HOUSTON – The ace of the Texas Rangers staff didn’t pitch like it on Saturday night.
Yu Darvish's fastball had nothing on it. He couldn’t get his slider or changeup over for strikes, either. He tried a cut fastball that didn’t work, and as manager Ron Washington and catcher Geovany Soto said, simply: “He’s human.”
Yeah, Darvish fell to 10-7 on the season as the Rangers lost 8-3 to the Houston Astros. Darvish is now 1-5 in nine starts against the American League West, with two losses to the young, hungry Astros.
We can only think about what that means in the big picture.
On Saturday night, however, Darvish was outpitched by former Ranger Scott Feldman, who made the Texas ace look like a No. 4 starter.
It happens. It’s baseball. It’s just not the end of the world.
Asked if he could take anything from this start to next week’s outing against Tampa Bay, Darvish in his cool, calm demeanor said, “No, nothing.”
Who can blame him?
He threw 31 pitches in the first inning and gave up just two runs when it looked like more should have come home. He failed to get out of the fifth inning when he loaded the bases on two hits and a walk. Jon Singleton doubled down the right-field line for two more runs and Matt Dominguez singled in another for a 5-0 lead.
Washington had to pull the right-hander after 113 pitches.
“Although I struggled, I was able to get through four innings and tried to minimized the damage,” Darvish said through his interpreter. “I gave up the first initial hit in the fifth inning and I wanted to get more outs in the inning, but they were able to get more hits and the rest is history.”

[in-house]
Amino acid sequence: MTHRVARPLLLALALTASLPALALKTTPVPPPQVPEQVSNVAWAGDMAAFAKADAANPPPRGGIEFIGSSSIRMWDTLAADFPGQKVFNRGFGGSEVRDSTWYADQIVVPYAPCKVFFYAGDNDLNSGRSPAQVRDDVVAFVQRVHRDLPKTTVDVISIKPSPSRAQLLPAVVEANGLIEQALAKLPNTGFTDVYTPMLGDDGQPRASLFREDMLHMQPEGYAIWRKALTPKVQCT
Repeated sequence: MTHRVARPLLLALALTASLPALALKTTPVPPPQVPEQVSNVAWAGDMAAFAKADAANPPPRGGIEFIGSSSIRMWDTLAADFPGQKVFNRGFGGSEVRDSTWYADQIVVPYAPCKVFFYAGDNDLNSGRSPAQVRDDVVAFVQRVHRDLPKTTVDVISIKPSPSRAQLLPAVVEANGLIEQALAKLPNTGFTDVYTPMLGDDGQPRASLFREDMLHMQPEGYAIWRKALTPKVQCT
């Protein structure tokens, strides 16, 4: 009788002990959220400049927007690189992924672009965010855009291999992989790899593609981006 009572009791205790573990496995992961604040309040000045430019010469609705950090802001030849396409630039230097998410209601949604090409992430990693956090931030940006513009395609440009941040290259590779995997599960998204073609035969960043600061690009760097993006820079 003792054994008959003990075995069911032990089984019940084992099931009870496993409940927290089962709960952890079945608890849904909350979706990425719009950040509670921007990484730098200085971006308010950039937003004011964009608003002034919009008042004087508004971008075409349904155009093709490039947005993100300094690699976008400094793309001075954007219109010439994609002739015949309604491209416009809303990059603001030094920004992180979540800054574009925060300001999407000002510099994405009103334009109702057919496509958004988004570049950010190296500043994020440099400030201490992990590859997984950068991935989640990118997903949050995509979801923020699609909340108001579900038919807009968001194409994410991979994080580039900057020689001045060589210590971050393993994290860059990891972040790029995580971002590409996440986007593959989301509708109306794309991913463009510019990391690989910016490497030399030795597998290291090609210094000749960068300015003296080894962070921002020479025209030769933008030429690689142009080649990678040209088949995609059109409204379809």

A great thing about Darvish, as good as he’s been this season, is that he’s quite honest about his performances. He doesn’t sugar-coat things and he's not one to make excuses.
Remember when he praised the Yankees Brett Gardner a few weeks ago for hitting a couple of home runs off him? Darvish will give credit to the people who beat him.
Saturday night, it seemed he was getting frustrated against the Astros and hoping some of those breaking pitches would be called for strikes over the lower half of the plate.
Darvish never complained about home-plate umpire Jim Wolf’s strike zone. He didn’t stare down Wolf on a few close pitches.
He just kept, well, pitching.
“Just falling behind a couple of hitters and kinda off character,” Soto said. “He’s been unbelievable for us.”
Washington has seen plenty of elite pitchers during his life in baseball, and understands that rough outings will develop on some nights. If a pitcher is consistent, which Darvish is, those bad outings will not dominate a résumé.
"Just didn’t have any command of his fastball and just couldn’t find another pitch he could go to until he got back to the fastball," Washington said. "Just didn’t get comfortable on that mound tonight had no rhythm. Just wasn't his night."
Darvish is the one constant for this Rangers pitching staff. The young pitchers watch Darvish and take notes on how he handles his business because he's the alpha and omega of the group.
Saturday night, Darvish was an average guy searching for one or two pitches that could work.
He found nothing of substance on a consistent basis.
“It was real difficult to locate my fastball and my breaking balls weren’t crisp,” he said. “So overall, I just had a really poor outing today.”